With Robert McDowell, Catalyst Consultant
The earth is rapidly heating up, with October’s temperatures breaking all-time records. Can we use Science and Technology to manipulate Nature to ease, or even reverse, the negative consequences of all that heat building up in our oceans and atmosphere? This presentation will discuss why Geoengineering is needed and will explore several new ideas – as well as a few old ones – for combating global climate change.
Bob graduated with a B.S. degree from Villanova University while working in the Research & Development group of Johnson Matthey, the world’s largest automotive catalyst company. He was part of the team that brought the first commercial Three-Way Catalyst from concept into production, and has manufactured emission control catalysts on four continents. He currently advises a diverse set of clients working in R&D and prototyping areas, including lithium ion batteries, biofuels, precious metal recycling, and of course, emission control catalysts.
Wednesday, Oct. 18, 7:00pm
Archeology in Wyoming
With John Laughlin, Natural Resources Program Supervisor for WDOT, Cheyenne, WY
The archaeology of Wyoming encompasses at least 13,000 years. We are home to archaeological sites spanning the time from ancient Mammoth and Bison kills to much more recent evidence of fur traders, homesteaders and even the Cold War. This program will provide a broad overview of Wyoming’s rich archaeological history throughout time; from the earliest findings to contemporary research.
John is the Natural Resources Program Supervisor for the Wyoming Department of Transportation, Environmental Services program. Prior to that he spent 20 years working for Wyoming State Parks and Cultural Resources as a Staff Archaeologist. He received a B.A. in Communication Studies from the University of Iowa in 1991. After a two-year stint in the Peace Corps (98-99), John returned to school and received a Master’s Degree in Anthropology in 2005 from the University of Wyoming. His areas of interest include the initial peopling of the Americas, flintknapping, and human response to environmental change.
Thursday, Sept. 21, 6:00pm
in Whitney Room #235
Impacting Homelessness from a Systems Perspective
With Kristine Mantey, MBA, Business Faculty
Mantey will discuss how social service providers can use systems thinking to improve their decision-making. She will show that when these providers define the goals that they have for their participants and their organization, they can then monitor progress toward those goals. By redefining decision-making in social work, organizations can focus on the points where they are making the greatest impact and an organization’s effectiveness can not only be increased but it can be proven.
In various positions in finance and education over the past two decades, Kristine Mantey has worked on projects involving underserved and homeless populations. The experiences and information gained from these projects led to her involvement in the Acres of Diamonds program, which is successfully helping homeless women become self-sufficient. In her research, she has learned the importance of data-supported techniques for strategic decision-making and evaluating successful outcomes for societal problems.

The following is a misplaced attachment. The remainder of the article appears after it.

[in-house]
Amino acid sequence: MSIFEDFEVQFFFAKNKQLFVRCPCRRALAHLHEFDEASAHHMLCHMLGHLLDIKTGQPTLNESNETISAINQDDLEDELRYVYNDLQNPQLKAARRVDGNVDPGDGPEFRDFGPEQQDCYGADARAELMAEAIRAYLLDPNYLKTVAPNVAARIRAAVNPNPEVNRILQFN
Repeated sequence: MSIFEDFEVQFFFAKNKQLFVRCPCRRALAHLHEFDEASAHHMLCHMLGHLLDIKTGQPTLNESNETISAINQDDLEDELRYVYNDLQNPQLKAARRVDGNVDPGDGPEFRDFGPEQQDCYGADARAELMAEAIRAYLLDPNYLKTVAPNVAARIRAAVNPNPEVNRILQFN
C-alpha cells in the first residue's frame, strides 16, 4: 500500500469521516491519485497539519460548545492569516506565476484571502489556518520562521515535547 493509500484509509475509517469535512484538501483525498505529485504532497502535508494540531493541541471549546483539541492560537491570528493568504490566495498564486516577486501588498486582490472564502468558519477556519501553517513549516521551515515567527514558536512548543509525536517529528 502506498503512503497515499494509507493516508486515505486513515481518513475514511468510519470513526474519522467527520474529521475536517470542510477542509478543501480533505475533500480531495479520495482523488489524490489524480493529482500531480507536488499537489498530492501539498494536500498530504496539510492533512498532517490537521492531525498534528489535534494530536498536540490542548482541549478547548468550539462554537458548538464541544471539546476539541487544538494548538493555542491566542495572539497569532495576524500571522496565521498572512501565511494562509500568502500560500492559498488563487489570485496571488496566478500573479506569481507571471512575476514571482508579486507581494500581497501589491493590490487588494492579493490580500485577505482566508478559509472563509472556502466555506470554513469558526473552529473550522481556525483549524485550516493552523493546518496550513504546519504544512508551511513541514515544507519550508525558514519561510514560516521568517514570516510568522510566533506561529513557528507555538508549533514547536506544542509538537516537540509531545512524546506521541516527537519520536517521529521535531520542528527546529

Wednesday, Sept. 20, 7:00pm
Wolverine Surveys in Wyoming
With Heather Obrien, Nongame Mammal Biologist, WGFD Casper
Wolverines are an elusive, solitary species of dense forest habitats in the western United States and Canada. In recent years, wildlife biologists from a number of agencies have collaborated to collectively study and better understand the full extent of wolverine range and distribution. The evening’s program will discuss wolverine ecology, occupancy survey methods and survey results from Wyoming.
Heather is the statewide nongame mammal biologist for the Wyoming Game & Fish Department, based in Casper. She received her B.S. degree in Wildlife Ecology from the University of Wisconsin-Madison in 1996, and her M.S. degree studying white-tailed deer densities and herbivory from the University of Wisconsin-Milwaukee in 2005. Her areas of interest include population estimation and ecology, behavioral ecology, fence and road ecology as it relates to wildlife movement, and conservation of sensitive species.
A Passon for the Seed: The History and Science of Plant Breeding
Speaker: Dr. Donna Harris, Assistant Professor, Dept of Plant Science, UW
Abstract: Plant breeding is the genetic improvement of plants to meet the needs of humans. This began when people in ancient times began the process of domesticating wild species of plants to make them easier to cultivate. The characteristics needed for the improvement of plants for human use must be clearly defined into breeding objectives. Once objectives are defined, a plant breeder creates a large population of plant materials that are genetically different from each other and begins to identify which plants best meet the breeding objectives. Then, these new improved varieties are marketed and distributed to growers. Long-term success of a breeding program often requires that new plant material is continually added to the breeding program. Current research in my lab is focused on early maturing dry beans that maintain yield and upright stature, drought tolerant field peas, and native grasses for restoration purposes on rangelands.